President of Russia Vladimir Putin: Ms Skvortsova, we agreed that you will tell me about the current situation, the year-end results and the results of work in the first quarter – the last two months.
Healthcare Minister Veronika Skvortsova: Thank you, Mr President.
Today, we can draw some preliminary conclusions on 2015, based on the results from those 12 months, as well as this January.
I would like to note that in spite of the certain financial and economic fluctuations, we were able to maintain the positive trends we have been seeing over the course of the previous several years.
A very important, positive result was the continued, significant decline in infant and maternal mortality. Infant mortality decreased by 12 percent and even more in 2015, reaching 6.5 per 1,000 live births, and dropped by another 4.6 percent in January to 6.2 per 1,000. This is an absolute historic minimum.
Vladimir Putin: What was it in 2014?
Veronika Skvortsova: 7.4 per 1,000.
At the same time, it is important to note that more than half of Russia’s regions – 44 out of 85 – have infant mortality rates lower than Russia’s average, and include some of the best rates in the world. For example, it’s 1.7 per 1,000 in Tomsk Region, 2.3 in Tambov and Tula regions, and 2.9 in Kabardino-Balkaria. In other words, we have nearly 20 regions with rates below 3.5 or 4 per 1,000. These are excellent figures.
Maternal mortality has also dropped by over 11 percent and reached a historic minimum.
We hope that in 2016, we will build 32 perinatal centres in 30 regions. We are monitoring this progress constantly and very carefully. We hope that by December, all construction will be complete. This will provide powerful additional momentum for further development and overall, we currently have no doubt that we can achieve the lowest global rates for infant and maternal mortality.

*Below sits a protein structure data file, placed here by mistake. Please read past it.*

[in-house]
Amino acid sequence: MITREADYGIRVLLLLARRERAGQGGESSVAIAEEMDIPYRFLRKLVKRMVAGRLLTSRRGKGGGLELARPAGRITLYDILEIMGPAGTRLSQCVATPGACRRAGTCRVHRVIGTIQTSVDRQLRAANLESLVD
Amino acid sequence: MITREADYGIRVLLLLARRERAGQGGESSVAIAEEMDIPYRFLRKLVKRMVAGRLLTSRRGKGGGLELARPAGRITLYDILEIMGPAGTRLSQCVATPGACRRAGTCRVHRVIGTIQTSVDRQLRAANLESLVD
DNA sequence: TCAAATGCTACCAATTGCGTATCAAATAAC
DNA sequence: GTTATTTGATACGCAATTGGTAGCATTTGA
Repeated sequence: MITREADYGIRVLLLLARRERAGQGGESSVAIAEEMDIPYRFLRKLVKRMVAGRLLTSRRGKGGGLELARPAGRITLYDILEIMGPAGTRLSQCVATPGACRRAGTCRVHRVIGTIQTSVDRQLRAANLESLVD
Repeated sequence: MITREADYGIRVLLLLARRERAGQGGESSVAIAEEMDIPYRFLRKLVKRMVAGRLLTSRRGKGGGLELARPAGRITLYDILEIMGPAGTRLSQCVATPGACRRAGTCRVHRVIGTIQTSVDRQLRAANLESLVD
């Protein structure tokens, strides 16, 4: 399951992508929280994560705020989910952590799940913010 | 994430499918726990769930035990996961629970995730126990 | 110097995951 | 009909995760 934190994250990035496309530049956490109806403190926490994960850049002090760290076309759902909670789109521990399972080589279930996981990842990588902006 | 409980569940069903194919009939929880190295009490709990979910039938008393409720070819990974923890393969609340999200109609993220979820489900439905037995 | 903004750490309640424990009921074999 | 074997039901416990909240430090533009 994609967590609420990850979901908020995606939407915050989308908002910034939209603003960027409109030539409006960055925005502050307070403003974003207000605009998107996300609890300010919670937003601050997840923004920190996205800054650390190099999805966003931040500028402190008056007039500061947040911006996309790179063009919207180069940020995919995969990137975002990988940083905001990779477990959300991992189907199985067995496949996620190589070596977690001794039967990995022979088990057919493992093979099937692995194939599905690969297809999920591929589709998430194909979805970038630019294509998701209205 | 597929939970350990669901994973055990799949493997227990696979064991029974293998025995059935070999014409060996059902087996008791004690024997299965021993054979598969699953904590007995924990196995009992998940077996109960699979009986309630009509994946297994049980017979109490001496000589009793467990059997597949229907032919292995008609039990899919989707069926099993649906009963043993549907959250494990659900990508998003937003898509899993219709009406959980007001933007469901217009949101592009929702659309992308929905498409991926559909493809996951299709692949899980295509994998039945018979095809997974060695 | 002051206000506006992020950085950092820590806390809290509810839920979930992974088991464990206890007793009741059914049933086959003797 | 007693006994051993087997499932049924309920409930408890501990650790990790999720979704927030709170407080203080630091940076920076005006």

I would also like to note that Russians’ life expectancy has increased to just over 71.2 years, and much of this increase was observed among men – a six-month increase in 2015. Thus, although we still have a high discrepancy in life expectancy between men and women, it has been reduced slightly. And although the gap used to be higher than 11 years, at 11.2 years, it has now declined to a difference of 10.8 years.
First and foremost, this reduction in the gender gap between life expectancy and increase in life expectancy occurred due to a decrease in mortality…
Vladimir Putin: Have they started drinking less?
Veronika Skvortsova: Well, in part, because mortality among the working age population has decreased significantly – by 4.5 percent on average. That is more than 21,200 people – chiefly, men aged 35 to 60. This represents an enormous potential for further decreasing mortality, and we are working on it. Primarily, this is due to healthy lifestyle changes, a decrease in smoking and alcohol consumption, as well as many other factors.
Vladimir Putin: Smoking, alcohol consumption, working conditions and road safety are also of great importance, as well as timely medical assistance and preventive care, of course.
Veronika Skvortsova: Yes, fortunately we have generally positive dynamics in all the areas you named, and we continue working on them.